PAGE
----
The Birth of Empathy

Umbrella-field

This has been on my mind for quite some time now. It’s something most people are aware of intuitively but doesn’t surface in waking interaction. It’s something that can help you connect quickly to other humans.

What I’m thinking of, is the idea that each individual has one or two major problems in their life that are weighing on them. Whether it’s uncertainty over the next step in their life, relationship troubles, illness, or the death of a relative, there is probably some sort of drama occurring that you are unaware of.

When we face our own struggles, it’s easy to look at the rest of the world as if those problems aren’t happening to other people. When we adopt this perspective, we become jaded and resentful. We develop a Cain-like tendency to curse our creator for being inflicted with an undue amount of suffering, while others seem to go about life prancing through like happy little bunnies, unafflicted by the pain that we’re dealing with. This element within the psyche of each individual forces us to project our misery and suffering unto others, which is perhaps why we get angry and start fights with random strangers or even the people close to us. We want a way to offload our pain and wish for others to feel the way we feel.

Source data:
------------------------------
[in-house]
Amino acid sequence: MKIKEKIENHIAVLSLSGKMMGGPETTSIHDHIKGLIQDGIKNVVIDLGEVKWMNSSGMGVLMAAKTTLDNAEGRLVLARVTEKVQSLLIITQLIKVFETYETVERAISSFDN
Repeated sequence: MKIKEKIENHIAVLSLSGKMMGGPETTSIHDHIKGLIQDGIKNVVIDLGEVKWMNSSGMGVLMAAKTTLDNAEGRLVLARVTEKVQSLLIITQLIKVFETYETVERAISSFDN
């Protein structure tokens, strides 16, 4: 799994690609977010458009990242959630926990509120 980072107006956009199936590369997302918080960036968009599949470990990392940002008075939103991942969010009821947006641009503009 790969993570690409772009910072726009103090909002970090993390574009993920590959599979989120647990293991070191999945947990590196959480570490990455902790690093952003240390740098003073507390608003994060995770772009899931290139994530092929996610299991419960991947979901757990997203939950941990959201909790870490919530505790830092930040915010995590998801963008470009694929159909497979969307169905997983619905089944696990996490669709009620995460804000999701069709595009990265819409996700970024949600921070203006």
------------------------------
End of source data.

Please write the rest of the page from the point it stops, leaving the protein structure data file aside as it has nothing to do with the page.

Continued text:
However, this is an improper perspective to have. What you should keep in mind, is that you are but one of millions who is experiencing pain. Looking at strangers and being resentful that they aren’t suffering isn’t just bad for your psychological well-being, it’s simply incorrect. All you have to do is have a conversation with someone long enough and ask the right questions, and you will soon find out that they, just like you, are experiencing some real difficulties.

Keeping this in mind, you will see the world for what it is. The understanding of suffering is the birth of empathy, and empathy helps you connect and develop compassion for the untold millions around you. That feeling of empathy will dissolve your anger, hostility, and resentfulness. That feeling of empathy will push you to be kinder to those strangers you interact with in everyday life.

Maybe it surfaces at smiling and being sweeter to the Starbucks barista or excusing that man who bumped into you on the street. That option is much better than being short with your barista or cursing out that friggin’ jagoff who bumped into you. (Hey, I’m walkin’ here!)

Next time you’re in public, tell yourself that each person could be going through hell. Then tell yourself you want to be somebody who makes that hell a little bit more tolerable. Then, act on it. That is the proper way to be.

Love, you might say, is the burning point of life, and since all life is sorrowful, so is love. And the stronger the love, the more that pain, but love bears all things. Love itself is a pain, you might say, but is the pain of being truly alive. – Joseph Campbell

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